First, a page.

There seems to be a fad in the Meteor forums to declare that a Meteor feature or package is “dying” or on the way out simply because:
Someone doesn’t know how to use the feature properly or have the engineering/computer science background to design a system to be able to manage computational complexity or scalability.
The feature or package is stable and mature so it hasn’t been generating much news or required drastic updates.
Someone wants to promote an alternative technology that they have a vested interest in and are trying to manipulate people by creating self-fulfilling prophecies to kill off rivals.
Well guess what - my business has implemented a Meteor-based real-time vehicle tracking app utilising Blaze, Iron Router, DDP, Pub/Sub - features and packages that a vocal minority of misguided people seem to want to kill off or at least disseminate Fear, Uncertainty and Doubt (FUD) over.
I and other Meteor developers want this crap to stop.
I want the MDG and other package developers to know - you have done great work!
Your efforts are really appreciated and mean a lot to us. As the saying goes, hindsight is 20/20 but your design philosophy and implementation decisions have largely been correct. Meteor is a good product and is greater than the sum of its parts. Don’t listen to these whingers who are trying to make you second-guess, question all your decisions and abandon your previous work.
Our Meteor app runs 24hrs/day and has hundreds of drivers tracking in at least twice a minute whilst publishing real-time updates and reports to many connected clients. Yes, this means Pub/Sub and DDP.
This is easily being handled by a single Node.js process on our production server - an off-the-shelf Linux VPS running CentOS 7 - consuming a fraction of a single core’s available CPU power during peak periods and only several hundred megabytes of RAM.
How was this achieved?
We chose to use Meteor with MySQL instead of MongoDB. When using the Meteor MySQL package, reactivity is triggered by the MySQL binary log instead of the MongoDB oplog. The MySQL package provides finer-grained control over reactivity by allowing you to provide your own custom trigger functions.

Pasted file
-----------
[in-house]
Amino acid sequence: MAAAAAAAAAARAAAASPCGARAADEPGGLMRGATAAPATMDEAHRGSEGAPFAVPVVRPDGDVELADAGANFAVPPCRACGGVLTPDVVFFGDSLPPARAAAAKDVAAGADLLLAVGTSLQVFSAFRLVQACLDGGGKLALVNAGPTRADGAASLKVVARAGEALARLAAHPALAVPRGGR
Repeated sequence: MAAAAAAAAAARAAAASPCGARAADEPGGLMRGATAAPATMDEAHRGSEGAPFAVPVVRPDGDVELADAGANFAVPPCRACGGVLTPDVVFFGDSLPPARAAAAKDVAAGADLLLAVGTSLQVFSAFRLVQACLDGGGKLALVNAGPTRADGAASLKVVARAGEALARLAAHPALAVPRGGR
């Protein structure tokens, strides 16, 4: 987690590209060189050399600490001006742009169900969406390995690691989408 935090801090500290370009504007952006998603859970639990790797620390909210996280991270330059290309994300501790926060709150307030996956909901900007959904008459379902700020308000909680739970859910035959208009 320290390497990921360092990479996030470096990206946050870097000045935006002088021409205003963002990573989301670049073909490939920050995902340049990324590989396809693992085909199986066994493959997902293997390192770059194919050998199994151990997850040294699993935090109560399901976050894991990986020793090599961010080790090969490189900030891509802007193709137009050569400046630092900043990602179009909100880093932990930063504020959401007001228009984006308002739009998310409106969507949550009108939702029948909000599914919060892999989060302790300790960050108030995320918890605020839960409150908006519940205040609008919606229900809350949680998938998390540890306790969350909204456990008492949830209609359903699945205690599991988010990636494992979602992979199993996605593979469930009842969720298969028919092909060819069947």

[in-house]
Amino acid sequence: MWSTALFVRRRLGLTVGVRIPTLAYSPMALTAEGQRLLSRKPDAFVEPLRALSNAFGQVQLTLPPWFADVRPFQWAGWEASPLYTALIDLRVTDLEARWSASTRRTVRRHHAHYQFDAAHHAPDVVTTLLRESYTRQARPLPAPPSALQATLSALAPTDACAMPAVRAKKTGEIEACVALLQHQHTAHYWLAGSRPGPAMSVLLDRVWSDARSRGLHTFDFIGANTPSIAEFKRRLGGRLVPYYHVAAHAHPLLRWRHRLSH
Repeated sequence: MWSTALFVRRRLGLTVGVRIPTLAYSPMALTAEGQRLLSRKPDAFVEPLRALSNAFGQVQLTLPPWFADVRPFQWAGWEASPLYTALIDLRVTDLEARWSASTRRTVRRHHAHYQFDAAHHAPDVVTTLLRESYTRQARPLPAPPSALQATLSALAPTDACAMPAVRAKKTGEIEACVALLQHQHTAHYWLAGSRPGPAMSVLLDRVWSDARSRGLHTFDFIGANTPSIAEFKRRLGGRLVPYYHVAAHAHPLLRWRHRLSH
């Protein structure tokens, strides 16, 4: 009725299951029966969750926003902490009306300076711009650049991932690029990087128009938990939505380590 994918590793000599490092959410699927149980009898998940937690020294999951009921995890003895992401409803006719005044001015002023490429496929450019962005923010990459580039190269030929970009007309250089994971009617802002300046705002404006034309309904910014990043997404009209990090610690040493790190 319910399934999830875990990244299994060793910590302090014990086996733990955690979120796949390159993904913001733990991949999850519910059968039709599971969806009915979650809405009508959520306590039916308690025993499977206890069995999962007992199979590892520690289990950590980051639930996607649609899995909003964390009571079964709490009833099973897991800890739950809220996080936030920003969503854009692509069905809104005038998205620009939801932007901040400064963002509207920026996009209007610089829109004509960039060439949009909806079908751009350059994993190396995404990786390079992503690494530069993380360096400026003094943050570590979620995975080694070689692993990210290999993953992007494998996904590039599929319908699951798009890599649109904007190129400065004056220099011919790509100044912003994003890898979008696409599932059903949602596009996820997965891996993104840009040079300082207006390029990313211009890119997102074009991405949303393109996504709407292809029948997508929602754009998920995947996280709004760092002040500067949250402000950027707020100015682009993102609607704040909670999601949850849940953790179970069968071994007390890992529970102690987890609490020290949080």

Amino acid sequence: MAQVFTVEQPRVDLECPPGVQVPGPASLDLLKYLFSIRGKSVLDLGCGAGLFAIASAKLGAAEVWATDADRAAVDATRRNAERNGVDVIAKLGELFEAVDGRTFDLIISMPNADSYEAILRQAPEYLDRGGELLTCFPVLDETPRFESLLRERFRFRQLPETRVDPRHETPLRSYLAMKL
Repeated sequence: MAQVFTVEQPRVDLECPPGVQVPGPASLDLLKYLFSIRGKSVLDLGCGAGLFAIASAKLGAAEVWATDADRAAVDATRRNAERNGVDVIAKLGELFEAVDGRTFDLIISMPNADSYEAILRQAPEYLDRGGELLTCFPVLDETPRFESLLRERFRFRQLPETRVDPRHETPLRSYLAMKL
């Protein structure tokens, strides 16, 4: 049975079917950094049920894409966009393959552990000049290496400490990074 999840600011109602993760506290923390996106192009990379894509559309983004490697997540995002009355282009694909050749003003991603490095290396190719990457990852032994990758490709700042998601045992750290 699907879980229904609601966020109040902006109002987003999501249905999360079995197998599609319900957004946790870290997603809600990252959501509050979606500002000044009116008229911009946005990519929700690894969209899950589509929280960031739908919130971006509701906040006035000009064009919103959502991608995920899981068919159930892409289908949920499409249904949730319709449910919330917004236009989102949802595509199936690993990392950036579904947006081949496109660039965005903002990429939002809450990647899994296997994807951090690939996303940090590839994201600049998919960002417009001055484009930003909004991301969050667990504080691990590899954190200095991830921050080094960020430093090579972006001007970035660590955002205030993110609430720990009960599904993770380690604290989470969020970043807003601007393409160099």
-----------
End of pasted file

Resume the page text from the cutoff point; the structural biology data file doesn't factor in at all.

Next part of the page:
Accordingly, we put a lot of thought into our MySQL schema design and coded our custom trigger functions to be selective as possible to prevent SQL queries from being needlessly executed and wasting CPU, IO and network bandwidth by publishing redundant updates to the client.
As we know, Meteor is tightly integrated with MongoDB which we did not consider to be well-suited to our needs. Did this result in us ranting publicly about how Meteor and/or MongoDB are “dying” or “having no future”? No!
Instead, we found a way to embrace and extend Meteor - an ongoing task.
In terms of scalability in general, are we limited to a single Node.js process? Absolutely not - we use Nginx to terminate the connection from the client and spread the load across multiple Node.js processes. Similarly, MySQL master-slave replication allows us to spread the load across a cluster of servers.
We look forward to additional performance gains through upcoming Node.js v6 support and other optimisations.
And React? Apollo? GraphQL? Even Flow router? Don’t have any need for them at the moment. Sorry.